• Relationships
  • Meaning
  • Accomplishment

To fully embrace PERMA, aspects of these qualities are built into everyday interactions at school, supported by specific lessons where the focus is on one or more of these underlying principles.

A key notion of positive education is understanding that the more frequently we experience positive emotions the more optimistic, creative and resilient we become. It is based on Barbara Frederickson’s ‘broaden and build’ theory.

In keeping with this, teachers can challenge children to set positive-emotion goals for themselves. This involves working together to draw up a list of positive emotions (including some the children may find a stretch, such as inspiration, serenity, compassion or self-compassion).

Ask the children to choose a different emotion each day and work out how they could feel it, whether working alone or in small groups. Some are easier than others.

The children will need to give some thought to what makes them feel happy, calm, loved, joyful, peaceful or whatever the chosen emotion is.

In doing this activity, pupils learn what sparks certain feelings for them, and that they can have an impact on how they feel through the choices they make.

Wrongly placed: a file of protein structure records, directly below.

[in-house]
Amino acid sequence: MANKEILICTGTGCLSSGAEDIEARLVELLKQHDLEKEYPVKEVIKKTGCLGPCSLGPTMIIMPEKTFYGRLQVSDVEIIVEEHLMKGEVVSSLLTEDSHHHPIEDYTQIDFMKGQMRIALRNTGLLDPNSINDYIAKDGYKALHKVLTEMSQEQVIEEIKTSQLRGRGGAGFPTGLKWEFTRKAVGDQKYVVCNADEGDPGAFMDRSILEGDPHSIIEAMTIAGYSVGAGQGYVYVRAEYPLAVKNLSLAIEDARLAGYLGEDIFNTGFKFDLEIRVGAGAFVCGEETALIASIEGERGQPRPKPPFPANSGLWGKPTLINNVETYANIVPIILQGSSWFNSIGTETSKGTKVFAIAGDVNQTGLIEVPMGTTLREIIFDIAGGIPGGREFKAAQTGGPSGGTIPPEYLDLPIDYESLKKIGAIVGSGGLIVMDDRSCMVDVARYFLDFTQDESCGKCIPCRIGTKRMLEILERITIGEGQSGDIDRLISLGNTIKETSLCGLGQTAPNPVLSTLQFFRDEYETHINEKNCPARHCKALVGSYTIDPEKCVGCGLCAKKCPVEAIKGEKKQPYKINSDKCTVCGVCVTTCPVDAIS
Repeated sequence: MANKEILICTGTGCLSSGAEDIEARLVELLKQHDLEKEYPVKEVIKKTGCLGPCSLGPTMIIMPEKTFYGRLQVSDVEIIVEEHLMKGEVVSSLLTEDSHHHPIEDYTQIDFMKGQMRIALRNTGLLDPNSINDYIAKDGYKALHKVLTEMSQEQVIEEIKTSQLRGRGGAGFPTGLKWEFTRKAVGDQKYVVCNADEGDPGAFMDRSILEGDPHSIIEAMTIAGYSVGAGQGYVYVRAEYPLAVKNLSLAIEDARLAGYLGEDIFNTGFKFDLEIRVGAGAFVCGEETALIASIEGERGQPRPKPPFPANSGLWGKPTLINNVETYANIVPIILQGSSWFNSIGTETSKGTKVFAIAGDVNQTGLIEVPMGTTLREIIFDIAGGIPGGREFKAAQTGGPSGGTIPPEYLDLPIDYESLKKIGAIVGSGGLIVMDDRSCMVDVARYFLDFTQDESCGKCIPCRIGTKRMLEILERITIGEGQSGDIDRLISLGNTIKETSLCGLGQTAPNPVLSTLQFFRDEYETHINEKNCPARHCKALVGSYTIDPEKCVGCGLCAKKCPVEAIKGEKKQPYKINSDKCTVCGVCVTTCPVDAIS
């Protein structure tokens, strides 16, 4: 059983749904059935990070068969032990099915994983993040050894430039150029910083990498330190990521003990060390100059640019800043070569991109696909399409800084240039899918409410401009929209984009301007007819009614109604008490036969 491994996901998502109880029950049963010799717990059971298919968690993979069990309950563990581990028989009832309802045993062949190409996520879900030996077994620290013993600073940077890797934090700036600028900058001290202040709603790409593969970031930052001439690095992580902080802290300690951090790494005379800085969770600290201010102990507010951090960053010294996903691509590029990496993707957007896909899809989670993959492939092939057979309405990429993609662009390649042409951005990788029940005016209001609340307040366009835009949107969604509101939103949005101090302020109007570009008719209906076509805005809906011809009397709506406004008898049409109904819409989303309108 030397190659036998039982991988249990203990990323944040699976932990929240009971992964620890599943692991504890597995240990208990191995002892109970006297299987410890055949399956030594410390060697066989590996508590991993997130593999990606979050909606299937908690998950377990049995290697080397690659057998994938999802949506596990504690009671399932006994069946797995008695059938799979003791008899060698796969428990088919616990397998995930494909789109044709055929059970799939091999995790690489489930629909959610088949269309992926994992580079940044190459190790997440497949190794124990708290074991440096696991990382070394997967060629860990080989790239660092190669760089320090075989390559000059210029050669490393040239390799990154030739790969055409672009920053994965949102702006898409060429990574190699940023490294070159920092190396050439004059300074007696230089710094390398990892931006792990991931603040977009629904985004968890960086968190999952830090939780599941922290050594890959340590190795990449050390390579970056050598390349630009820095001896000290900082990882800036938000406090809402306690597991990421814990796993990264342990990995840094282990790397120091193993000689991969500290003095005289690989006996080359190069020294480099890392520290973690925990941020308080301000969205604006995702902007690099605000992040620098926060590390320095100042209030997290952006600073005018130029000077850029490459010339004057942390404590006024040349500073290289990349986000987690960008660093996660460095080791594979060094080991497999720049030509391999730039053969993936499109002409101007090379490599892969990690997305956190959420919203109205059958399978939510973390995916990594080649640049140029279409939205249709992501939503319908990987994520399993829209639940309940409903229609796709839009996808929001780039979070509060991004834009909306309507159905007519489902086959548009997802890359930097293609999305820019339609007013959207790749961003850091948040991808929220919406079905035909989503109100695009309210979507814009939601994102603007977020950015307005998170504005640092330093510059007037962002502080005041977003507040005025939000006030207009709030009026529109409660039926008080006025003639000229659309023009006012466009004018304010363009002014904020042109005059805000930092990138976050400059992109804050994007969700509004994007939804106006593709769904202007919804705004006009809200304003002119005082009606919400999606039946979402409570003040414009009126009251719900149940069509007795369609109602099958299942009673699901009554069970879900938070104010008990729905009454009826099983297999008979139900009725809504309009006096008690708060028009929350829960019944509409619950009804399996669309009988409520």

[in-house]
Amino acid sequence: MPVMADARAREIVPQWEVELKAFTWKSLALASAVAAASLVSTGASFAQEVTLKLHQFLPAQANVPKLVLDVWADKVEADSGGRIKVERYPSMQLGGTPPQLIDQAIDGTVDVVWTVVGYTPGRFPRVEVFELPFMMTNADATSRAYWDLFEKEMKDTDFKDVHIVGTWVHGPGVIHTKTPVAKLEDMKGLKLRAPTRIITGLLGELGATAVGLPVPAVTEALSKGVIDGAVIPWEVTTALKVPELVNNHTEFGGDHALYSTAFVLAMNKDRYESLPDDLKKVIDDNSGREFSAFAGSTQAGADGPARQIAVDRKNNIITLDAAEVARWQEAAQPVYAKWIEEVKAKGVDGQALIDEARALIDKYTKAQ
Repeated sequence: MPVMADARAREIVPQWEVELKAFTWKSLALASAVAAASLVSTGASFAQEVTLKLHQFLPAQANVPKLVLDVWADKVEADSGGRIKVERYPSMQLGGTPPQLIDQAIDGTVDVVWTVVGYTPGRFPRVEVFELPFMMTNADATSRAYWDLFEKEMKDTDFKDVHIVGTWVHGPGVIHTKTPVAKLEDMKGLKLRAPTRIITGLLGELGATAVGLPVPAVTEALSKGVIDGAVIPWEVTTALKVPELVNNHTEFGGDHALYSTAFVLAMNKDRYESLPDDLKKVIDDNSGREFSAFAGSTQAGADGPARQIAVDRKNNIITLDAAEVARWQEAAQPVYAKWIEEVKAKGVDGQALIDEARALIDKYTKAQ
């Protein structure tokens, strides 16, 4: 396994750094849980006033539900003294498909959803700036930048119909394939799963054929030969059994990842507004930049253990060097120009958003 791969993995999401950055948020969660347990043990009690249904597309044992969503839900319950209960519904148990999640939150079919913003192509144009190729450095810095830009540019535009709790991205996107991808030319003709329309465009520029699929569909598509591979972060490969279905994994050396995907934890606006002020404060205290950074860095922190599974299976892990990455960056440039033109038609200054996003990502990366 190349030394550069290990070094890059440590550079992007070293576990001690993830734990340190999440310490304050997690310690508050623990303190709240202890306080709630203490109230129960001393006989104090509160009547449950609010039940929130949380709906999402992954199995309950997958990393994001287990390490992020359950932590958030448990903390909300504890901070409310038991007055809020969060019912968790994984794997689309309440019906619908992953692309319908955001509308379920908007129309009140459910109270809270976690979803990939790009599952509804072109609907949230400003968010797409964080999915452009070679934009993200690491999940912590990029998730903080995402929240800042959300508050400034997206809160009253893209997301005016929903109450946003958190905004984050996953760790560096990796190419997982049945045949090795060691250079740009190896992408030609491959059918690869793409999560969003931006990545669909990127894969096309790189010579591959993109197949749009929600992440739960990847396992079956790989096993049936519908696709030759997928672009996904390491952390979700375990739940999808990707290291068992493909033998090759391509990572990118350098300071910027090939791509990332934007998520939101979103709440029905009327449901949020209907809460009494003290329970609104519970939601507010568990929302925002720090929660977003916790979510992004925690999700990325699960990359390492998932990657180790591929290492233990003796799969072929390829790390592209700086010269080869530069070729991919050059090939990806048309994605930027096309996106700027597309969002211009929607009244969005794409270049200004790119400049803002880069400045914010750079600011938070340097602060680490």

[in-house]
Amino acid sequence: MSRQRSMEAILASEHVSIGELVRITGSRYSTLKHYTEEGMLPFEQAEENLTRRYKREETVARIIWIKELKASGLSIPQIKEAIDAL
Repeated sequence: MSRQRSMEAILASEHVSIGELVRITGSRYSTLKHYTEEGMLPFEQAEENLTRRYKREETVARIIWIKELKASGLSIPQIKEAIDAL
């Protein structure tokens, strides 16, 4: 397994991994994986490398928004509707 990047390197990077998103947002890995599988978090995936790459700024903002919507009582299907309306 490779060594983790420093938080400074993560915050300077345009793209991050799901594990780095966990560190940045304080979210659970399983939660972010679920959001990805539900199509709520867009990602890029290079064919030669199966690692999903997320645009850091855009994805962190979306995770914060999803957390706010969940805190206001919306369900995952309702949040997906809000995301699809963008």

Realising they have the ability to bring about positive feelings in their lives is amazingly important for children and a cornerstone of creating good mental wellness.

Serotonin spike

As for that serotonin spike, it’s a wonderfully simple exercise. Thanks to American psychologist Fred Bryant, we know that savouring a positive moment – immersing ourselves in it fully – has a wonderful impact on happiness and even improves mental and physical health.

When we savour joyful moments, we can relive our happiness all over again. Ask the children to think of three things that make them happy and write them down.

They don’t have to be big things – playing with a pet, eating an ice cream or watching a favourite movie are all great examples. Then ask pupils to use their imaginations to recreate one of their choices in as much detail as possible.

Encourage them to see, hear and feel it as fully as they can, and then stay focused on it for a few moments. As little as 30 seconds can be enough to raise their serotonin levels.

That’s the thing about positive education. It works quickly and effectively, without the need for special equipment. It can be part of everyday school life and teachers often tell me it works life magic.

There is a wealth of research evidence about its impact on wellbeing at a time when there is an increasing focus on children’s mental health from both the government and regulatory bodies.

With time pressures on curriculums, budget pressures across the board and teachers being asked more and more frequently to become involved in pastoral care as well deliver great academic results, positive education could be the answer schools are searching for.


Julie Hurst (@juliewlbc) is a positive psychologist who works with schools throughout the UK. She is working with St Bede Teaching School in Bolton to run a six-day positive education course. For more information email bradburyj@stbedeacademy.org or head to thewlbc.com.